I moved to Indonesia to take up a teaching position in Semarang on Java Island. It is the most populous Muslim country in the world. When I finished university, I had very itchy feet and it was Asia that I had never been to. I loved my time at the school and developed well as a teacher, gaining valuable experience. I also made some lifelong friends. I met a baby orangutan (man of the forest). I held her in my arms and her fingers clutched me like a human baby. Her palm identical to mine. I visited Borobudur Temple and Mt. Merapi, literally Fire Mountain. Indonesia remains the country most at risk of a deadly volcanic eruption. I was invited to the village where one of my colleagues was from. She took the picture I have used in the featured image. It is of me stroking a cat with her nephews. I still remember her father, in his 80s, coming out of his bedroom and gazing at me standing there as if I were some apparition.

“You are a ghost,” my colleague had teased.

Chickens roamed the mud floor kitchen, there were catfish in their ponds. A lime green gecko cocked his head to listen to me as I knelt down to him. The vegetation lush and the rains heavy. The food was out of this world. It is still my favourite. There was a lady who passed by my workplace most days. She carried a basket full of spinach and peanuts. She would pound the ingredients with a mortar and pestle and then layer the sauce over white rice. And of course in Holland, I am spoilt for choice. There are Indonesian restaurants and groceries everywhere I turn.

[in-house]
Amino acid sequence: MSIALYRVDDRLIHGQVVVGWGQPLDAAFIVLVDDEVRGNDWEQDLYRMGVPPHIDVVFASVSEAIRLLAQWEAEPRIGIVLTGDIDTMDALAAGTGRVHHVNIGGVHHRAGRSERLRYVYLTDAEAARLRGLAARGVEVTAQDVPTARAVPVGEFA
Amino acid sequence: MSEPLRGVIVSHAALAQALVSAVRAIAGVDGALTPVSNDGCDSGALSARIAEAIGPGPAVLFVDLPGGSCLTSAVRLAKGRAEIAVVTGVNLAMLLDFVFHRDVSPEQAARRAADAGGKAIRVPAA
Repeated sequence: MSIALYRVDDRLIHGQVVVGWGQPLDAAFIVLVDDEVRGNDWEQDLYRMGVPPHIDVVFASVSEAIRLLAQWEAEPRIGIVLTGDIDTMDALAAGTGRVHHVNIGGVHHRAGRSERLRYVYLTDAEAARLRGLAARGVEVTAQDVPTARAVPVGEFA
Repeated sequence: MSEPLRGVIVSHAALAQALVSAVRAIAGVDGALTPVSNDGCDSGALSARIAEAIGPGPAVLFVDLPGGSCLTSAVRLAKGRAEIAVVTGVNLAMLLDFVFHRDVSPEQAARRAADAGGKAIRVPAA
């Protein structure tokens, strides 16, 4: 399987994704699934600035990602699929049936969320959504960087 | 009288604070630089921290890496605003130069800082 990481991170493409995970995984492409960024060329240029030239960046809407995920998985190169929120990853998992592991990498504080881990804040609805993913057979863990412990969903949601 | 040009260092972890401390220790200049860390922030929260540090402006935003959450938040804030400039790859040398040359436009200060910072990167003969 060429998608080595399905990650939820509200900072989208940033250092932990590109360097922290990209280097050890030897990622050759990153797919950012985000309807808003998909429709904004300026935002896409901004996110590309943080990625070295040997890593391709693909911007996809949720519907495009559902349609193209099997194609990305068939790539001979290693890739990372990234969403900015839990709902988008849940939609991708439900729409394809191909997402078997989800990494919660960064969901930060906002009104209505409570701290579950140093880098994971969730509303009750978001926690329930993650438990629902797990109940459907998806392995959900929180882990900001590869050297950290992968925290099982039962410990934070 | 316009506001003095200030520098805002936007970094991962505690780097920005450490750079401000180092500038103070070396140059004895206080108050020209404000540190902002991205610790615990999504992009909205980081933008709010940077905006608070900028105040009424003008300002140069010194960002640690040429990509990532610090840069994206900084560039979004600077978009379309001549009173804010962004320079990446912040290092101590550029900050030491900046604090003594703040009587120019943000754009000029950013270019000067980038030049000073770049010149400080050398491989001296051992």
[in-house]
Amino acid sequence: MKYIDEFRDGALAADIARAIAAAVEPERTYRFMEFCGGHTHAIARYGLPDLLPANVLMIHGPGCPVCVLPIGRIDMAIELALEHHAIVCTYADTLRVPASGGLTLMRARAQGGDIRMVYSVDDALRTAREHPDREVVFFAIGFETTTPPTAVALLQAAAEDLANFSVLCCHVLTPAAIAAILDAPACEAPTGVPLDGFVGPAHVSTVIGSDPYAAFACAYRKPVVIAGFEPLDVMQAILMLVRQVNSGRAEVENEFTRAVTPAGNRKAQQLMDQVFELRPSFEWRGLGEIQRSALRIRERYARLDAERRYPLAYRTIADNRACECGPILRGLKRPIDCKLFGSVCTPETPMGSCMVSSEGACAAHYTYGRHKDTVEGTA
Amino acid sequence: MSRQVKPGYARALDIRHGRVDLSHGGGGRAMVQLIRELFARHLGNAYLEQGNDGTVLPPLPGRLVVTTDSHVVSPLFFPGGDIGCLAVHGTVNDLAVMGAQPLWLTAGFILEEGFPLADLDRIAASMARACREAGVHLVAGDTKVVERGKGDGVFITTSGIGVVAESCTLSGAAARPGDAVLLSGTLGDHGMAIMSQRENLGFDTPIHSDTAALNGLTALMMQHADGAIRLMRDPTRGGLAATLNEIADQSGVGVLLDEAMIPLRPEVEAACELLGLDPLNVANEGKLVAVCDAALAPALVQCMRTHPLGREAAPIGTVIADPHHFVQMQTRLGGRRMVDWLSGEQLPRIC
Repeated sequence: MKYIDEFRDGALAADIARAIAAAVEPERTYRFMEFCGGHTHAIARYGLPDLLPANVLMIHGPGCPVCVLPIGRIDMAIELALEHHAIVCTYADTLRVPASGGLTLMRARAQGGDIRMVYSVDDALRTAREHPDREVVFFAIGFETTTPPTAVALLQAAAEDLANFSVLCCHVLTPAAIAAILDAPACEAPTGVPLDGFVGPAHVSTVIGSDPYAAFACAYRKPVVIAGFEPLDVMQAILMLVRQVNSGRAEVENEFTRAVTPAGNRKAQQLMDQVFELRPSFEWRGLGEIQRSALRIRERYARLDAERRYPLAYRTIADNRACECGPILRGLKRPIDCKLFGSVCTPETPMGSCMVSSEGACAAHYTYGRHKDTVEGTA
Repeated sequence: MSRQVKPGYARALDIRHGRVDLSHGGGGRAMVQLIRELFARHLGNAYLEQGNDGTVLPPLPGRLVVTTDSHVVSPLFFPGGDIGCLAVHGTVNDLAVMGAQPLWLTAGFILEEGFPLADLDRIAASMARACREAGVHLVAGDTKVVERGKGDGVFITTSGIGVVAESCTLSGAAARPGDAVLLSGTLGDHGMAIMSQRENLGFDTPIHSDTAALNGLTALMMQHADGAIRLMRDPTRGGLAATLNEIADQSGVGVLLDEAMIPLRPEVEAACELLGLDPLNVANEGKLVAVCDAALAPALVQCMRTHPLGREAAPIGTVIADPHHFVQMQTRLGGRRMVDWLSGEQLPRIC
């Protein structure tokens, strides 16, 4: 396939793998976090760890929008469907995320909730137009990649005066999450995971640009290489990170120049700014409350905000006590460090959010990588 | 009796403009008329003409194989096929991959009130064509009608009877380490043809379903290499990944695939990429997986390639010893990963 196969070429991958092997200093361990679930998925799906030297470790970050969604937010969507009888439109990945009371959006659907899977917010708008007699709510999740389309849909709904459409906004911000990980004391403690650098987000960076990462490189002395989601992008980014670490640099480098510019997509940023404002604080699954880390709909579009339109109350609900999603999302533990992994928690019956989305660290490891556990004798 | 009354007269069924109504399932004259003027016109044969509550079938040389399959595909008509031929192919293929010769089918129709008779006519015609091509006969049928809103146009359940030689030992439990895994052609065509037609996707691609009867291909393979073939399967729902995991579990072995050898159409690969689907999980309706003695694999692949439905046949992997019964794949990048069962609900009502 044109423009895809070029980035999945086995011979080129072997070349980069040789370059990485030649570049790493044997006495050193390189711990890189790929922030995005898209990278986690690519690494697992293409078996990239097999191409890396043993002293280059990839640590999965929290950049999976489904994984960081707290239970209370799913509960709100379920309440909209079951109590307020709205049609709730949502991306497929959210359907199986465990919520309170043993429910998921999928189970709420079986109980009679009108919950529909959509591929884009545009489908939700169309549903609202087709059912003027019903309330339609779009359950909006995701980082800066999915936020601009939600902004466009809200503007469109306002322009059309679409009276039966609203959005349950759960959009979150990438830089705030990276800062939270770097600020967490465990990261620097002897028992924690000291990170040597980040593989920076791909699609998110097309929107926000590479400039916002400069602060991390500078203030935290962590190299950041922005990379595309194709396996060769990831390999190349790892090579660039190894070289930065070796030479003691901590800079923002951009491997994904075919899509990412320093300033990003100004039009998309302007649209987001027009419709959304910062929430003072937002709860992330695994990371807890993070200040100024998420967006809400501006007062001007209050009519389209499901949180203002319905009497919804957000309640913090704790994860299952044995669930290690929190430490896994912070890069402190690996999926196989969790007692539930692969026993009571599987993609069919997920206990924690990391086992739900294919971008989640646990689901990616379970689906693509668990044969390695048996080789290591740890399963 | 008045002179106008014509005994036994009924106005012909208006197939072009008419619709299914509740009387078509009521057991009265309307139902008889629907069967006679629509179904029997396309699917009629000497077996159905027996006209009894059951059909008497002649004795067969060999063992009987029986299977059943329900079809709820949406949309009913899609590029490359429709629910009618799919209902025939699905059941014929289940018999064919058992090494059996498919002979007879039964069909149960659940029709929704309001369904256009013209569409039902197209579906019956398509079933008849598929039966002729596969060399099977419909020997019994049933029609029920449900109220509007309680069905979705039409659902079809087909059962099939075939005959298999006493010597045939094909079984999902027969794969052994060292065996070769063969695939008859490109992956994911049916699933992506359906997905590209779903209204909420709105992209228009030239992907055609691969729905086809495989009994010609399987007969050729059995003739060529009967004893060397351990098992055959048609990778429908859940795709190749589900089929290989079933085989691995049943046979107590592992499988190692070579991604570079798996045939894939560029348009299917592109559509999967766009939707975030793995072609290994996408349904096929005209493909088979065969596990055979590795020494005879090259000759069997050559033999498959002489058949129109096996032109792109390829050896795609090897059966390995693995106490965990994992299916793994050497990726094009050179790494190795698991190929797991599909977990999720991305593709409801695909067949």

But it wasn’t all fun and games. There was an unprofessional manager of the school, an English woman. She descended badly into her alcoholism, was fired and deported. There was an office boy turned stalker. And worst of all, there was the time I fell gravely ill. I came home from work with a terrible headache and had no appetite. I crawled into bed and when I woke up, I felt as if I was levitating. I had a raging fever. A colleague took me straight to hospital where I was diagnosed with typhoid and typhus. The typhoid from the water supply. Typhus from the rats in our rundown accommodation. In the mornings, I saw them brazenly running from the kitchen. Every night, I heard them squeaking in the storage room. An insect screen the only thing separating us. But that didn’t separate their fleas which bit me and defecated in the bites they left. That’s how you catch typhus! I was bed bound for a week. I paid for a private room. The fever hard to break, I hallucinated many times and I recall a student of mine throwing herself across me, holding me tightly, pleading with me to get better. I used all my savings for the hospital fees. I had wanted to use the money to visit Borneo Island where the Komodo Dragons lived but it was not to be. I was so weak when I left hospital, I found it hard to walk and could no longer teach adequately. I handed in my notice but it was rejected. I would be forced to finish my contract. That same student who was with me in the hospital was reading more than I knew between the lines. She snuck me out one morning on the back of her motorcycle and haggled with the immigration department. She returned smiling with my passport and exit visa. She was a brave and compassionate young woman. And so smart! It was a good time to leave. A few months later, the Bali Bomb happened. The atmosphere changed. Workmates still there had to leave early as the teacher’s house was targeted with abuse.